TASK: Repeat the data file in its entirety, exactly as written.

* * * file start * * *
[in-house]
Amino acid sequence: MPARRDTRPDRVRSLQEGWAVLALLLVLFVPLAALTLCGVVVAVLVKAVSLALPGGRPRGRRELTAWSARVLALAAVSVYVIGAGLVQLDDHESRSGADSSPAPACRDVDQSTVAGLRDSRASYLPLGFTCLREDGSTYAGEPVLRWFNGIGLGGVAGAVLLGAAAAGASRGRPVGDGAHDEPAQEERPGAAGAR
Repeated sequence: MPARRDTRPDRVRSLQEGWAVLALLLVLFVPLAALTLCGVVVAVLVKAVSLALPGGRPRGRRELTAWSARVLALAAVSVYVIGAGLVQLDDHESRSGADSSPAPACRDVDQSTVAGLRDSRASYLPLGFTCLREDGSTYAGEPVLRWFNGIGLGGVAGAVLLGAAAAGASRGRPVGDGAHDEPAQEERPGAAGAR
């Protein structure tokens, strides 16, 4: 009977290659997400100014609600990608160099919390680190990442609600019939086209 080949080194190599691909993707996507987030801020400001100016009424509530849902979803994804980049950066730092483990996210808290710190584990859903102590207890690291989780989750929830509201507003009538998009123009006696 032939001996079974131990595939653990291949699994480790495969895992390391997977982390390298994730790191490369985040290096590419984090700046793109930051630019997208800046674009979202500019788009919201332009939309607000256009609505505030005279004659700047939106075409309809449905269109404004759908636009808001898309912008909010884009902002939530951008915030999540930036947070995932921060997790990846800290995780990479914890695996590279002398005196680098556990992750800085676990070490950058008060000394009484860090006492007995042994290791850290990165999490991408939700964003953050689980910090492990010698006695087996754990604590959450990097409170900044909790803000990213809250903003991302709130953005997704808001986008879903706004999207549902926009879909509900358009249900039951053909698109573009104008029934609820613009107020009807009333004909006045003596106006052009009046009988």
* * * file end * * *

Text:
[in-house]
Amino acid sequence: MPARRDTRPDRVRSLQEGWAVLALLLVLFVPLAALTLCGVVVAVLVKAVSLALPGGRPRGRRELTAWSARVLALAAVSVYVIGAGLVQLDDHESRSGADSSPAPACRDVDQSTVAGLRDSRASYLPLGFTCLREDGSTYAGEPVLRWFNGIGLGGVAGAVLLGAAAAGASRGRPVGDGAHDEPAQEERPGAAGAR
Repeated sequence: MPARRDTRPDRVRSLQEGWAVLALLLVLFVPLAALTLCGVVVAVLVKAVSLALPGGRPRGRRELTAWSARVLALAAVSVYVIGAGLVQLDDHESRSGADSSPAPACRDVDQSTVAGLRDSRASYLPLGFTCLREDGSTYAGEPVLRWFNGIGLGGVAGAVLLGAAAAGASRGRPVGDGAHDEPAQEERPGAAGAR
């Protein structure tokens, strides 16, 4: 009977290659997400100014609600990608160099919390680190990442609600019939086209 080949080194190599691909993707996507987030801020400001100016009424509530849902979803994804980049950066730092483990996210808290710190584990859903102590207890690291989780989750929830509201507003009538998009123009006696 032939001996079974131990595939653990291949699994480790495969895992390391997977982390390298994730790191490369985040290096590419984090700046793109930051630019997208800046674009979202500019788009919201332009939309607000256009609505505030005279004659700047939106075409309809449905269109404004759908636009808001898309912008909010884009902002939530951008915030999540930036947070995932921060997790990846800290995780990479914890695996590279002398005196680098556990992750800085676990070490950058008060000394009484860090006492007995042994290791850290990165999490991408939700964003953050689980910090492990010698006695087996754990604590959450990097409170900044909790803000990213809250903003991302709130953005997704808001986008879903706004999207549902926009879909509900358009249900039951053909698109573009104008029934609820613009107020009807009333004909006045003596106006052009009046009988």